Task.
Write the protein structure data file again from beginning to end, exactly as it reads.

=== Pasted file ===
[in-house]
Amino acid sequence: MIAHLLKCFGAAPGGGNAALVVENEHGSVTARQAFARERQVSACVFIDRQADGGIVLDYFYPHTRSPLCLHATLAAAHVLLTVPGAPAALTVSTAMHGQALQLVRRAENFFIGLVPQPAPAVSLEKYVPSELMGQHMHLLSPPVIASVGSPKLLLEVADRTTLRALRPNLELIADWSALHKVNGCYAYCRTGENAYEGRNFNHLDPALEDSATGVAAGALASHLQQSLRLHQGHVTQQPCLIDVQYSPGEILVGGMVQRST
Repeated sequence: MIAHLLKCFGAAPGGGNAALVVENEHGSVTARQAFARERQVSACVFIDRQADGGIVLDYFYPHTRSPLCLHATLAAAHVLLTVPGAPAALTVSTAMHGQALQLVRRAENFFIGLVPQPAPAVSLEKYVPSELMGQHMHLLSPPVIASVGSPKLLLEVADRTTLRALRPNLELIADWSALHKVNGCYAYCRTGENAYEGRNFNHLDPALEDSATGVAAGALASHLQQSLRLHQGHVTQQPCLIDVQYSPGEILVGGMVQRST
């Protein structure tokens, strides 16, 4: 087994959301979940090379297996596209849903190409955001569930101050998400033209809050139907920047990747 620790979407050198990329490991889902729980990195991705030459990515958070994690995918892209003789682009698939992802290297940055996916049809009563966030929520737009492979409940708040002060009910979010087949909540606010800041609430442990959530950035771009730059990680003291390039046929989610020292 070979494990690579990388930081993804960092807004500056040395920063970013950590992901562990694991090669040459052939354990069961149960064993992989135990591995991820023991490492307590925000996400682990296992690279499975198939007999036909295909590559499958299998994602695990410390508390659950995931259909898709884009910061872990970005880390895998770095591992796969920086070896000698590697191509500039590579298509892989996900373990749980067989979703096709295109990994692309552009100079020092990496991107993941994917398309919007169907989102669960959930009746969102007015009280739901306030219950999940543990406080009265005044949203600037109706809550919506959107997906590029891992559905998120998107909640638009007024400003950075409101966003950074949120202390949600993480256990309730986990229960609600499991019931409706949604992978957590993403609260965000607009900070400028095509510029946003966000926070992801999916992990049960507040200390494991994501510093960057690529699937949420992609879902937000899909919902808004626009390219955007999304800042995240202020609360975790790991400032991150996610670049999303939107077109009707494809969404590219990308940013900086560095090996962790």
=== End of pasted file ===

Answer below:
[in-house]
Amino acid sequence: MIAHLLKCFGAAPGGGNAALVVENEHGSVTARQAFARERQVSACVFIDRQADGGIVLDYFYPHTRSPLCLHATLAAAHVLLTVPGAPAALTVSTAMHGQALQLVRRAENFFIGLVPQPAPAVSLEKYVPSELMGQHMHLLSPPVIASVGSPKLLLEVADRTTLRALRPNLELIADWSALHKVNGCYAYCRTGENAYEGRNFNHLDPALEDSATGVAAGALASHLQQSLRLHQGHVTQQPCLIDVQYSPGEILVGGMVQRST
Repeated sequence: MIAHLLKCFGAAPGGGNAALVVENEHGSVTARQAFARERQVSACVFIDRQADGGIVLDYFYPHTRSPLCLHATLAAAHVLLTVPGAPAALTVSTAMHGQALQLVRRAENFFIGLVPQPAPAVSLEKYVPSELMGQHMHLLSPPVIASVGSPKLLLEVADRTTLRALRPNLELIADWSALHKVNGCYAYCRTGENAYEGRNFNHLDPALEDSATGVAAGALASHLQQSLRLHQGHVTQQPCLIDVQYSPGEILVGGMVQRST
């Protein structure tokens, strides 16, 4: 087994959301979940090379297996596209849903190409955001569930101050998400033209809050139907920047990747 620790979407050198990329490991889902729980990195991705030459990515958070994690995918892209003789682009698939992802290297940055996916049809009563966030929520737009492979409940708040002060009910979010087949909540606010800041609430442990959530950035771009730059990680003291390039046929989610020292 070979494990690579990388930081993804960092807004500056040395920063970013950590992901562990694991090669040459052939354990069961149960064993992989135990591995991820023991490492307590925000996400682990296992690279499975198939007999036909295909590559499958299998994602695990410390508390659950995931259909898709884009910061872990970005880390895998770095591992796969920086070896000698590697191509500039590579298509892989996900373990749980067989979703096709295109990994692309552009100079020092990496991107993941994917398309919007169907989102669960959930009746969102007015009280739901306030219950999940543990406080009265005044949203600037109706809550919506959107997906590029891992559905998120998107909640638009007024400003950075409101966003950074949120202390949600993480256990309730986990229960609600499991019931409706949604992978957590993403609260965000607009900070400028095509510029946003966000926070992801999916992990049960507040200390494991994501510093960057690529699937949420992609879902937000899909919902808004626009390219955007999304800042995240202020609360975790790991400032991150996610670049999303939107077109009707494809969404590219990308940013900086560095090996962790």